Practical tips for marketing your books on the social web

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5 Things I Wish I’d Known When I Published My First Book

5 Things I Wish I’d Known When I Published My First Book

We all make mistakes with our published books, right? And we learn from them – well most of the time.

Joel Friedlander of TheBookDesigner.com frequently tells me that when he talks to new authors about what they should do once they publish a book, he usually tells them something to the effect of, “You should have prepared for your first book two years ago.”

Ouch. But he’s right, of course.

When I published my first book in 2013, I’d had a website and two blogs for two years. And I’d been using social media for two years. Sounds good, right?

Not exactly.

5 Things I Completely Blew When I Published My First Book

While it appears that I prepared for my launch, like many authors I was focused on writing my book. Here’s a summary of five things I did wrong.

  1. The domain for my website was ACT Communications. Not a very enticing business name for writers, now was it?
  2. Although I’d been blogging for two years, one blog was for businesses. The second blog started out as a blog catering to nonprofits. I didn’t switch the theme of the second blog to writers until I published my book. So again, I wasn’t doing much to build my platform or prepare my audience, authors.
  3. The username on my Twitter account was ACT Communications. Worse, I was tweeting about social media for nonprofits and small businesses, and I wasn’t following many people, so my account was stagnant. My story gets worse. I was using a verification app that required anyone who followed me to use and be verified by the app, TrueTwit.com. If you’re using this type  app, your Twitter account is basically frozen and will never grow. Therefore, your platform will stagnate.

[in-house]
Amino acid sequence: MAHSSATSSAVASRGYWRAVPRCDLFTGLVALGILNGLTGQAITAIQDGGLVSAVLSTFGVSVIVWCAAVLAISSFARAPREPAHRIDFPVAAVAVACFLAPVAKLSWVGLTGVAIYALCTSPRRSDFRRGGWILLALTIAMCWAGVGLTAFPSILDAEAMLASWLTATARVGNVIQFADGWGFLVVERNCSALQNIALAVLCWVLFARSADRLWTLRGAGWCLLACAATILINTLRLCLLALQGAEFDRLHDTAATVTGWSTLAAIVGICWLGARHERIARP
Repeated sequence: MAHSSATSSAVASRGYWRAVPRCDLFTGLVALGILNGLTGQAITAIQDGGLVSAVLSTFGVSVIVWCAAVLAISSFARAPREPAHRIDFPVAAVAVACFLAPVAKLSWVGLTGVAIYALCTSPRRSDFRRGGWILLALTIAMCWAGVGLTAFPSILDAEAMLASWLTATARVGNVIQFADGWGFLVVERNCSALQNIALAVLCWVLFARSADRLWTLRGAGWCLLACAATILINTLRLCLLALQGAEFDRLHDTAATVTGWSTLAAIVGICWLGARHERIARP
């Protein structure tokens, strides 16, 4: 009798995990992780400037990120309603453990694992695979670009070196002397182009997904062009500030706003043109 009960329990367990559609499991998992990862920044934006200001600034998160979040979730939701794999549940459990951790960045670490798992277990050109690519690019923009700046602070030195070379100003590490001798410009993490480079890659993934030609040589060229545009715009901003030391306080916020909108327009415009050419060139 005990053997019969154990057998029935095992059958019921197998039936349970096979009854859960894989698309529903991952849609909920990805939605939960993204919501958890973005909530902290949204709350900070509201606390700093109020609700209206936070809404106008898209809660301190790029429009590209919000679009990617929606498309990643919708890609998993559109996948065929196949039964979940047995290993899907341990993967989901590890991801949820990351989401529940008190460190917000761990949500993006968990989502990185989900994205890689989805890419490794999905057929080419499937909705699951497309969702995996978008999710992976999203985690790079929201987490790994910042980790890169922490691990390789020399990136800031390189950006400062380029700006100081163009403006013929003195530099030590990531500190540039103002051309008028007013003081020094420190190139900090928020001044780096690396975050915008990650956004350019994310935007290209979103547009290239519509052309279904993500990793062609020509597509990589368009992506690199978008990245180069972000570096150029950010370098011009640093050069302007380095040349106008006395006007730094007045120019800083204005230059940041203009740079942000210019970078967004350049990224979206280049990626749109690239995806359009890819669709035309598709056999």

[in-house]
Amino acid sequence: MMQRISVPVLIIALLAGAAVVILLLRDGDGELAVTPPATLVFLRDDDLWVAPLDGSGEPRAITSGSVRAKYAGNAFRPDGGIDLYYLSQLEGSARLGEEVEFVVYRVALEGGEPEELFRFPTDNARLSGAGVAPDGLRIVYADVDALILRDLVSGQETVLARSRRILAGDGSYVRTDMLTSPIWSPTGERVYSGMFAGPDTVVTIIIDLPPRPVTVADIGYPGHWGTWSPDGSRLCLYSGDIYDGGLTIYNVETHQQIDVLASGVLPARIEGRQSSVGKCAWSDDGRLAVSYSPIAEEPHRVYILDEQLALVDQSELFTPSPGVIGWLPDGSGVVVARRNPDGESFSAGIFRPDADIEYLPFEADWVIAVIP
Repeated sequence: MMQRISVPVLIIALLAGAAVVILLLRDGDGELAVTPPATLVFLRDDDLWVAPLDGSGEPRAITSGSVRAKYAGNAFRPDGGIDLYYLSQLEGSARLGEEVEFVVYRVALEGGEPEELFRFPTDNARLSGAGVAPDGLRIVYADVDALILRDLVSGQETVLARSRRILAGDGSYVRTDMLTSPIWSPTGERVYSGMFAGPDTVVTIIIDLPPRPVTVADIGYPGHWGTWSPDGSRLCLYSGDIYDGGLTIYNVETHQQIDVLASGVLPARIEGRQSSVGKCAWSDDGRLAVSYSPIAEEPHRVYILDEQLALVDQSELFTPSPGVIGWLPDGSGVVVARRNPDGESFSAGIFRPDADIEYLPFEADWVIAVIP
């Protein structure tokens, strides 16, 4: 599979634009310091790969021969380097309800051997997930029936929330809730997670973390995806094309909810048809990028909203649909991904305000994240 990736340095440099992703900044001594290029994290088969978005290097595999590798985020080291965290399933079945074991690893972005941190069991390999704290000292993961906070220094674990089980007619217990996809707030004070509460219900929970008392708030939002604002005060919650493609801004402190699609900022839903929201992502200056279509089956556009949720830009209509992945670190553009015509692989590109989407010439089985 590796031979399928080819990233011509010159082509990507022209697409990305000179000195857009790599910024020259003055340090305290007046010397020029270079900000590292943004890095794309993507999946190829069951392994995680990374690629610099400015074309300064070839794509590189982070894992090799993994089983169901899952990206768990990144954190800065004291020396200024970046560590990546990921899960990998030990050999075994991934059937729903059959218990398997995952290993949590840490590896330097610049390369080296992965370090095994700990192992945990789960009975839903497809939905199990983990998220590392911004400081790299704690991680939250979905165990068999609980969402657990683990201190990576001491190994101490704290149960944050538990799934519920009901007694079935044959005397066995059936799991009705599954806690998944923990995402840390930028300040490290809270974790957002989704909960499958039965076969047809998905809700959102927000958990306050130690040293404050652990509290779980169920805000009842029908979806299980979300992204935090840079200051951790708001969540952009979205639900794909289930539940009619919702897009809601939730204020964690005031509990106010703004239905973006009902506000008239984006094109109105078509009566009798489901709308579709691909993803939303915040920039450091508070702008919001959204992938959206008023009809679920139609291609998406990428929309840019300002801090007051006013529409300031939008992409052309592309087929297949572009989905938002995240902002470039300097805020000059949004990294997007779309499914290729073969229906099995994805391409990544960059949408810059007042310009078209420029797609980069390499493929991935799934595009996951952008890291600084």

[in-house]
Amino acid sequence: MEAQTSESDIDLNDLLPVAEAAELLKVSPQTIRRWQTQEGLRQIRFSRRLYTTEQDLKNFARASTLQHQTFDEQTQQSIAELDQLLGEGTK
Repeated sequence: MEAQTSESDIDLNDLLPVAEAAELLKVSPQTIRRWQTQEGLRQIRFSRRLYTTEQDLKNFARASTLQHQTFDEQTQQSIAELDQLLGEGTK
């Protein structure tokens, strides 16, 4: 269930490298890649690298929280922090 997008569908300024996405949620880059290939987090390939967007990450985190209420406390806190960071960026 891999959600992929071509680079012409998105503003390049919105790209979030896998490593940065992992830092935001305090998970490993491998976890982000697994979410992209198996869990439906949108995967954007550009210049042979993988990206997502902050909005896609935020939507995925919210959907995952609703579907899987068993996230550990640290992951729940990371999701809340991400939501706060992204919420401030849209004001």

4. I followed the advice of a search engine expert and created a Facebook page for my book instead of an author page. His theory was that writers should have a Facebook page for each book they write. Now I know better. If I’d created a new Facebook page for every book I’ve written my audience would be divided, and I doubt that someone who liked my first Facebook page would like subsequent pages. Why would they? Several years ago, when Facebook first allowed pages to change their names, I switched my Facebook page to an author page, and I’m much happier. Now people can find my page by searching for my name instead of the title of my book.
  5. I signed up for the Kindle Select Program on Amazon and made my book available for free several days. But guess what? I failed to add my free book to a myriad of lists that exist to publicize free books. Relying only on my social media, I had 800 downloads but think of the thousands of downloads I could have had if I’d signed up for a variety of services that publicize free books.

What I Do Differently Now

In my case, I did learn from my mistakes. Here are five things I do differently.

  1. I ditched the website ACT Communications and started SocialMediaJustforWriters.com.
  2. I focused my efforts on writers, especially indie authors.